Gansen-ji Temple

Like Joruri-ji Temple, Gansen-ji is located in Kyoto Prefecture, almost on the border with Nara. This area was under the strong influence of Buddhism, that flourished in Nara when it was the capital of Japan.

The history of the temple is said to date back to 729, when Emperor Shomu (701-756) ordered Gyoki, a Buddhist priest who promoted Buddhism in Japan but was persecuted by the Imperial Court at that time, to build the temple.

This small charming temple, known as the “temple of flowers,” is nestled in the thickly forested mountains. It is beautiful in all seasons but especially famous for its hydrangeas in early summer and red leaves in autumn.
(Pictures on the official site representing four seasons)


Three-Story Pagoda

The vermilion pagoda stands on the hillside behind the pond, surrounded by trees like a picture frame that enhances the beauty of the artwork. Originally built around 834 to 847 by Emperor Nimyo, the existing 18-meter-high pagoda is thought to have been built during the Muromachi period (1336-1573). The interior of the building, with its gorgeously-colored walls and doors, is open to the public only on weekends in October and November.

Thirteen-Story Stone Pagoda

The 5.5-meter-high pagoda is said to have been erected in 1314 by a high priest named Myoku. The roof size is constantly reduced from bottom to top, giving a linear and organized impression. Both pagodas are Important Cultural Properties.

Buddha Statues in the Main Hall

Seated Amida Nyorai

This 3-meter-high seated figure was carved from a single zelkova tree presumably in 946. Its round face, gentle expression and thick body are typical of Buddhist images from the mid-10th century. It is characterized by the red robe and you can see the remaining color if you look up-close. The halo consists of two simple circles.

Four Heavenly Kings

The four kings surround Amida Nyorai on the platform in the Main Hall. Although built in 1293, these statues with clearly defined facial features give an almost modern impression.

Fugen Bosatsu Riding an Elephant

The Bosatsu on a white elephant is in a small shrine at the back of the hall. This feminine and graceful little statue was made in the Heian period (794-1185). As the elephant has as many as six tusks and yet seems to be smiling, you might be confused if it is ferocious or peaceful! The interior of the shrine is decorated with mandalas in rich colors.

Amida Nyorai and Fugen Bosatsu are Important Cultural Properties.

Twelve Heavenly Generals

The Generals are lined up at the back of the Main Hall. With large heads and childlike proportions, they have cuteness like manga characters. It is rare that each General has an animal on its head that indicates the year it guards. For more information about the relationship between the Twelve Heavenly Generals and the twelve signs of the Oriental Zodiac, please read the explanation of Shin Yakushi-ji Temple.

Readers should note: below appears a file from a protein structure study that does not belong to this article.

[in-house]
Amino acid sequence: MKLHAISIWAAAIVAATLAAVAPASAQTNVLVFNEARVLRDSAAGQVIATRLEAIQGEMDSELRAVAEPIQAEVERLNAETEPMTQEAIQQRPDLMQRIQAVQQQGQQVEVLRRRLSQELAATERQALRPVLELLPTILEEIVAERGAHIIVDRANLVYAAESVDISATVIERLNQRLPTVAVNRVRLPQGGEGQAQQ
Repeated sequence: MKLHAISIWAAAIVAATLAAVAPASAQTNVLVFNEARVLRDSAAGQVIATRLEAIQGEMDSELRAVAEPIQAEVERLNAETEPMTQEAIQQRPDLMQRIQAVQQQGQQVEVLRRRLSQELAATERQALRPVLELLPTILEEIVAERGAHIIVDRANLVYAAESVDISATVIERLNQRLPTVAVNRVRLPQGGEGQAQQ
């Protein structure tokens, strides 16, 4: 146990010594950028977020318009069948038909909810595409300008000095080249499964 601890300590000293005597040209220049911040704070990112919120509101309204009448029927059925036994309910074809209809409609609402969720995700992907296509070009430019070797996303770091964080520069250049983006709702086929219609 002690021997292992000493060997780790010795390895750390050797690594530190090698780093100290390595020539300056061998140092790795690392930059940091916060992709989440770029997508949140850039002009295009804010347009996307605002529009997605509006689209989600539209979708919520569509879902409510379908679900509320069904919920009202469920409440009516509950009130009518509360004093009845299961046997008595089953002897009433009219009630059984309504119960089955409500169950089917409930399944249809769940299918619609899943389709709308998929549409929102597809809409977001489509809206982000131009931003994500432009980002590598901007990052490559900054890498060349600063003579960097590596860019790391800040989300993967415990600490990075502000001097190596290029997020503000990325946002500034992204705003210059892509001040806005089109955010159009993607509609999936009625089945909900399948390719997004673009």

Visit the official Gansen-ji website to look at the pictures of the statues.

Special Exhibition of the Hidden Kannon Bosatsu Statue and Other Two Statues:

From January 1 to 15, from April 1 to May 31 and from October 1 to November 30

Special Opening of the Three-Story Pagoda:

On Saturdays, Sundays and Holidays in October and November

* Please note that the opening may be suspended due to rain and wild weather without prior notice.


8:30 to 17:00 (March to November)
9:00 to 16:00 (December to February)
* Enter 15 minutes earlier than the closing time.
Adult: 500 yen
Kaminomon 43, Iwafune, Kamo-cho, Kizugawa City, Kyoto 619-1133 Japan

* You are always asked to check information on the official website before you visit.
(No English translation available)


–   Take The Kizugawa City Community Bus at JR Kamo Station to Gansen-ji for about 15 minutes, and another 6 minutes to Joruri-ji Temple. They have 8 round trip services a day. Timetable(only in Japanese) 20191226-114443.pdf (
One way ticket from JR Kamo Station is 300 yen to Gansen-ji and 400 yen to Joruri-ji. 200 yen between Gansen-ji and Joruri-ji.   * as of May 2021     JR Kamo Station is about 70 minutes from JR Osaka station on the Yamatoji Line by a direct rapid train via JR Nara Station.  From JR Nara Station it is about 14 minutes.

–   There is another way from Nara.  The Nara Kotsu Bus has seasonal bus services between JR Nara Station and Gansen-ji/Joruri-ji Temples via Kintetsu Nara Station. The service is available on Sat, Sun and National Holidays in April, May and Nov, and Oct 31  * as of May 2021   Please make sure to check the Nara Kotsu bus timetable when you plan to go. (Japanese only)

You can also enjoy 40-to-50-mins “Stone Buddha Walk” between Gansen-ji and Joruri-ji Temples. For detailed access information to both temples and “Stone Buddha Walk” route map, see the Recommended Route page (to be uploaded later).

Last updated: May 13, 2021

Text by: Yumi

Related Articles

  1. Joruri-ji main hall

    Joruri-ji Temple